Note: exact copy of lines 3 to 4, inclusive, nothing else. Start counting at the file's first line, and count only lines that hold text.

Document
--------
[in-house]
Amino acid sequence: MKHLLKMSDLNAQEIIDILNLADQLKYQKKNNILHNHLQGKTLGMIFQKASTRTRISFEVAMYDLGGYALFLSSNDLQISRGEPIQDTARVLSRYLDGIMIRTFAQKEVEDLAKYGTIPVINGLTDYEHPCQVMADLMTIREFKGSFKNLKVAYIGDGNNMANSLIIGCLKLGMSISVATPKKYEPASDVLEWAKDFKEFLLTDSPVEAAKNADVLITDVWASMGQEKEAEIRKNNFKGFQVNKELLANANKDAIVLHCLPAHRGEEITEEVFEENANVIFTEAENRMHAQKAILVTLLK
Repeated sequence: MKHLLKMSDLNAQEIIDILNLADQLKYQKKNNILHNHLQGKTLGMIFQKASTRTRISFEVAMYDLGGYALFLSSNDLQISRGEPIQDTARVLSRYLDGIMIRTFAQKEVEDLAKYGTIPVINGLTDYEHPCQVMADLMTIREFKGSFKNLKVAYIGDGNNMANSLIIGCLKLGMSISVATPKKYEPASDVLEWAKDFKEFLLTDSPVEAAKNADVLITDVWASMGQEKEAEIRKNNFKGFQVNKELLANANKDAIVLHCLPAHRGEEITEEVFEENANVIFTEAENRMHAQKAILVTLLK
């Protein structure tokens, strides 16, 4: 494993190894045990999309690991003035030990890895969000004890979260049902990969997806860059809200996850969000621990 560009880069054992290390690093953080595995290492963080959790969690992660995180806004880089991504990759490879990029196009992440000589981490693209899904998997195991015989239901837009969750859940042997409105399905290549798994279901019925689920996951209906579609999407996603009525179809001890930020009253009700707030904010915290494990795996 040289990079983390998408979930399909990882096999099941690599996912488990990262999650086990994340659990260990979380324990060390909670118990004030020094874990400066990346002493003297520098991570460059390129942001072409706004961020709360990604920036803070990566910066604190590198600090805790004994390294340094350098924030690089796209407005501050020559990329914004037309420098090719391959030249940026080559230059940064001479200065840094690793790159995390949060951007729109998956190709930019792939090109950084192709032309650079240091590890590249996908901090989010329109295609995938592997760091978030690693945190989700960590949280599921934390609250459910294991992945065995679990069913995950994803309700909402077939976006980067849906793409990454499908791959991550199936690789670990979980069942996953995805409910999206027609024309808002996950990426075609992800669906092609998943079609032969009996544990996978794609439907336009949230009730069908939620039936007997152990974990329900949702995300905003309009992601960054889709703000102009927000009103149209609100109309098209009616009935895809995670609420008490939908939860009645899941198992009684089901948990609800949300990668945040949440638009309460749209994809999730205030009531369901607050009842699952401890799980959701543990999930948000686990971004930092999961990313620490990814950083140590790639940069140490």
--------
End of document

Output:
Repeated sequence: MKHLLKMSDLNAQEIIDILNLADQLKYQKKNNILHNHLQGKTLGMIFQKASTRTRISFEVAMYDLGGYALFLSSNDLQISRGEPIQDTARVLSRYLDGIMIRTFAQKEVEDLAKYGTIPVINGLTDYEHPCQVMADLMTIREFKGSFKNLKVAYIGDGNNMANSLIIGCLKLGMSISVATPKKYEPASDVLEWAKDFKEFLLTDSPVEAAKNADVLITDVWASMGQEKEAEIRKNNFKGFQVNKELLANANKDAIVLHCLPAHRGEEITEEVFEENANVIFTEAENRMHAQKAILVTLLK
């Protein structure tokens, strides 16, 4: 494993190894045990999309690991003035030990890895969000004890979260049902990969997806860059809200996850969000621990 560009880069054992290390690093953080595995290492963080959790969690992660995180806004880089991504990759490879990029196009992440000589981490693209899904998997195991015989239901837009969750859940042997409105399905290549798994279901019925689920996951209906579609999407996603009525179809001890930020009253009700707030904010915290494990795996 040289990079983390998408979930399909990882096999099941690599996912488990990262999650086990994340659990260990979380324990060390909670118990004030020094874990400066990346002493003297520098991570460059390129942001072409706004961020709360990604920036803070990566910066604190590198600090805790004994390294340094350098924030690089796209407005501050020559990329914004037309420098090719391959030249940026080559230059940064001479200065840094690793790159995390949060951007729109998956190709930019792939090109950084192709032309650079240091590890590249996908901090989010329109295609995938592997760091978030690693945190989700960590949280599921934390609250459910294991992945065995679990069913995950994803309700909402077939976006980067849906793409990454499908791959991550199936690789670990979980069942996953995805409910999206027609024309808002996950990426075609992800669906092609998943079609032969009996544990996978794609439907336009949230009730069908939620039936007997152990974990329900949702995300905003309009992601960054889709703000102009927000009103149209609100109309098209009616009935895809995670609420008490939908939860009645899941198992009684089901948990609800949300990668945040949440638009309460749209994809999730205030009531369901607050009842699952401890799980959701543990999930948000686990971004930092999961990313620490990814950083140590790639940069140490």